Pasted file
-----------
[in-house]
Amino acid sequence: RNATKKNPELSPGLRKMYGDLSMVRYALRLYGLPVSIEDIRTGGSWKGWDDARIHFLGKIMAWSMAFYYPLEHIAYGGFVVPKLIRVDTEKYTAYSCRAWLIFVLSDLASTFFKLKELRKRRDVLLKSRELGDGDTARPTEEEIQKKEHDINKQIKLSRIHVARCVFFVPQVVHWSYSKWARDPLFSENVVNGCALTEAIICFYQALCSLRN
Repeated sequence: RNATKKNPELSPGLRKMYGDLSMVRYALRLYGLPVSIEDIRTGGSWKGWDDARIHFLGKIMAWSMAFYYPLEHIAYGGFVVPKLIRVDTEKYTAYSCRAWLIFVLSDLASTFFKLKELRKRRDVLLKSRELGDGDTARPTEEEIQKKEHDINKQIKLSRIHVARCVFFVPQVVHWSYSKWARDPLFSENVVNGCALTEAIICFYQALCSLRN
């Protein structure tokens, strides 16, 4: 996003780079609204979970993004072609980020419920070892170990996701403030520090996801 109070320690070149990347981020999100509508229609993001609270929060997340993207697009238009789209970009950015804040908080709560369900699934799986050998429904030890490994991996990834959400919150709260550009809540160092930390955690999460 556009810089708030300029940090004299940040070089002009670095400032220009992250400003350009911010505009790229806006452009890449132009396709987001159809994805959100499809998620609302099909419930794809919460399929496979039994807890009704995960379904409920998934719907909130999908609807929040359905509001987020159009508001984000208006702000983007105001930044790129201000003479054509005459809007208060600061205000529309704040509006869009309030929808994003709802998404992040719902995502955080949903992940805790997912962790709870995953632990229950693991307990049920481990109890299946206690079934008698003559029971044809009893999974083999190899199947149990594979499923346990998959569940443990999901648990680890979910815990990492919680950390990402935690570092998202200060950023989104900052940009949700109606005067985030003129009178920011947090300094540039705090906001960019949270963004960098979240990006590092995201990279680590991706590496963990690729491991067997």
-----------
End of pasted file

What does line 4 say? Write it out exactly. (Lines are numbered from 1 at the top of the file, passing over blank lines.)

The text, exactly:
């Protein structure tokens, strides 16, 4: 996003780079609204979970993004072609980020419920070892170990996701403030520090996801 109070320690070149990347981020999100509508229609993001609270929060997340993207697009238009789209970009950015804040908080709560369900699934799986050998429904030890490994991996990834959400919150709260550009809540160092930390955690999460 556009810089708030300029940090004299940040070089002009670095400032220009992250400003350009911010505009790229806006452009890449132009396709987001159809994805959100499809998620609302099909419930794809919460399929496979039994807890009704995960379904409920998934719907909130999908609807929040359905509001987020159009508001984000208006702000983007105001930044790129201000003479054509005459809007208060600061205000529309704040509006869009309030929808994003709802998404992040719902995502955080949903992940805790997912962790709870995953632990229950693991307990049920481990109890299946206690079934008698003559029971044809009893999974083999190899199947149990594979499923346990998959569940443990999901648990680890979910815990990492919680950390990402935690570092998202200060950023989104900052940009949700109606005067985030003129009178920011947090300094540039705090906001960019949270963004960098979240990006590092995201990279680590991706590496963990690729491991067997």